12: A Walk with My Son

12: A Walk with My Son

From Chicken Soup for the Soul: Dreams and the Unexplainable

A Walk with My Son

Where there is great love, there are always miracles.

~Willa Cather

I was raised in the Roman Catholic faith, making my Communion and Confirmation while adhering to the church doctrine as best one can. During my high-school years, my parents divorced, and I had stopped attending Sunday mass altogether by the time I entered the military. Though I drifted far away from structured religion, I always fancied myself a spiritual person, whatever that meant. I justified my purposeful distance from religion by living a righteous and moral life, guided by the non-denominational “Golden Rule” of doing unto others as you would have others do unto you.

An amazing woman came into my life serendipitously, culminating in a whirlwind marriage. We lived blissfully for many years, sharing an identical spiritual philosophy and an uncomfortable, yet rarely spoken, distrust of organized religion. We had three beautiful daughters over the course of thirteen wonderful years. My wife and I were approaching forty, our children were healthy, and our careers were steady. As much as we loved our family and life, we decided the time had come to officially “close the baby shop,” and my wife proceeded to have a tubal ligation. We had given up on our dream of having a boy.

Several equally wonderful years passed, and our lives remained blissfully full of dances, soccer games, track meets, and myriad activities that would fuel our memories for the rest of our lives. On August fourth, my thirty-ninth birthday, I was awakened around 2:00 a.m. by the most evocative dream I had ever experienced. I sat straight up in bed, rubbed my eyes and pinched myself hard enough to leave a quarter-sized bruise on my arm. I glanced over at my sleeping beauty and tried my best to let her lie. I could not. Almost as if she could sense my excitement, my wife grabbed my hand, and I recounted my vision right then and there.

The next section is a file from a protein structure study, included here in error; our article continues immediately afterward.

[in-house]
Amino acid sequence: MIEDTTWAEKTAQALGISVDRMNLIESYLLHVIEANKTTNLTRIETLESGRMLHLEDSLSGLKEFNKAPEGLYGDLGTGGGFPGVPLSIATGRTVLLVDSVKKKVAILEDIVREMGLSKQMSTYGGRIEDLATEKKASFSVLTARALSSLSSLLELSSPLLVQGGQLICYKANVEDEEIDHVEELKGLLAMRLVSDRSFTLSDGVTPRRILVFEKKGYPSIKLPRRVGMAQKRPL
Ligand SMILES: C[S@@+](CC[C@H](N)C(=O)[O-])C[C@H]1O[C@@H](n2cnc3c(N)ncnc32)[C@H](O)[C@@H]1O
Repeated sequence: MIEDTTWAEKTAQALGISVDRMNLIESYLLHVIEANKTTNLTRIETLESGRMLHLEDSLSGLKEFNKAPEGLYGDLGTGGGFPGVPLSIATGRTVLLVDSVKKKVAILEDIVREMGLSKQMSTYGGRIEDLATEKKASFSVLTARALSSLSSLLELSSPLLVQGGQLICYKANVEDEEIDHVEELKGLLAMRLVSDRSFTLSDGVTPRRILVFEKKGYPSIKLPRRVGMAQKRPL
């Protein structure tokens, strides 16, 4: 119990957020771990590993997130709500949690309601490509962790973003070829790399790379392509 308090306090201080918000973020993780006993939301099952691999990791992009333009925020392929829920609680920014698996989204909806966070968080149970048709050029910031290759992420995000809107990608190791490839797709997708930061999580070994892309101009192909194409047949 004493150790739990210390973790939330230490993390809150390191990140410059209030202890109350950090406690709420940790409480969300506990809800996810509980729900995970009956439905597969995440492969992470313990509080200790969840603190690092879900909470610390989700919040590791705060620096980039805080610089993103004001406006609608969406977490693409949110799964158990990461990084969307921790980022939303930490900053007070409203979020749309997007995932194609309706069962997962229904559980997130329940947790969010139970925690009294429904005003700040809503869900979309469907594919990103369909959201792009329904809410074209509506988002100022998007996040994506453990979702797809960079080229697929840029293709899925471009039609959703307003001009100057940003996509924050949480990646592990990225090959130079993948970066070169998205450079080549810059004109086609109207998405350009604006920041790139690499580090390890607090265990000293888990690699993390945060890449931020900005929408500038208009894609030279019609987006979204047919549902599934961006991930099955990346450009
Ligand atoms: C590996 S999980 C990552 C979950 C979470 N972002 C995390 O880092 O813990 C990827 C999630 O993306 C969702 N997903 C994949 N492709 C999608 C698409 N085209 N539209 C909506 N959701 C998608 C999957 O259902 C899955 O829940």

The dream began in a rather pedestrian manner, with me walking alone on a nondescript beach on an overcast day. The lack of sun must have kept the usual throngs away as the beach was completely abandoned. I stopped and knelt down to examine a variegated conch shell and noticed what appeared to be a man and boy walking hand in hand in the distance. The pair was coming toward me, and as they drew closer, they began to come into focus, leaving no doubt as to who was approaching. Jesus Christ was walking toward me, clasping the hand of a small, blond, blue-eyed boy. One look at the lad, and I knew this was the son I would have had were circumstances different.

No words were exchanged as my son and Jesus arrived. I locked eyes with Jesus, and with silent affirmation, he replaced his hand with mine, leaving me holding the hand of the boy. I looked down at the boy; he looked up and offered a reassuring smile. I held my son’s hand firmly but gently, determined to never let go. The dream ended.

As I finished describing this palpable vision to my wife, she took my hand, rubbed it on her cheeks and brushed away the small trail of tears trickling down her face. She leaned over, pulled my head closer and whispered in my ear two very small yet unforgettable words, “Me, too.”

We didn’t speak of our simultaneous and identical dreams the next day. There were no words to explain our experience, and we had no earthly idea what it meant, if anything. I thought perhaps it was some manifestation of our longing for a son, possibly a message of closure, a symbolic missive from God. We took care of our daily duties, and several uneventful weeks had passed when I received a most unlikely surprise in my lunch bag. I opened my lunch and found a laminated copy of the famous biblical poem “Footprints in the Sand.” My wife had included it as a reference to our shared dream, but also to tell me that an impossible dream had come true.

While tubal ligations have a ninety-nine percent efficacy rate, did you ever wonder about the remaining one percent? Neither did we . . . until we became members of this elite group. My wife was pregnant. Eight months later, we were cradling our miracle baby boy.

After our son’s birth, my wife and I agreed to revisit our long-held mistrust of organized religion and re-examine our personal commitment to God. We began attending church more regularly and learned to accept the imperfections of Catholicism. There is no denying some otherworldly force was at work, alerting us so vividly to the pending arrival of our son. The dream lives on every time I see my son, attend a mass, or take a walk on the beach. While “miracle” is a word that is often overused, in our family we believe in them wholeheartedly.

~Michael Hausser

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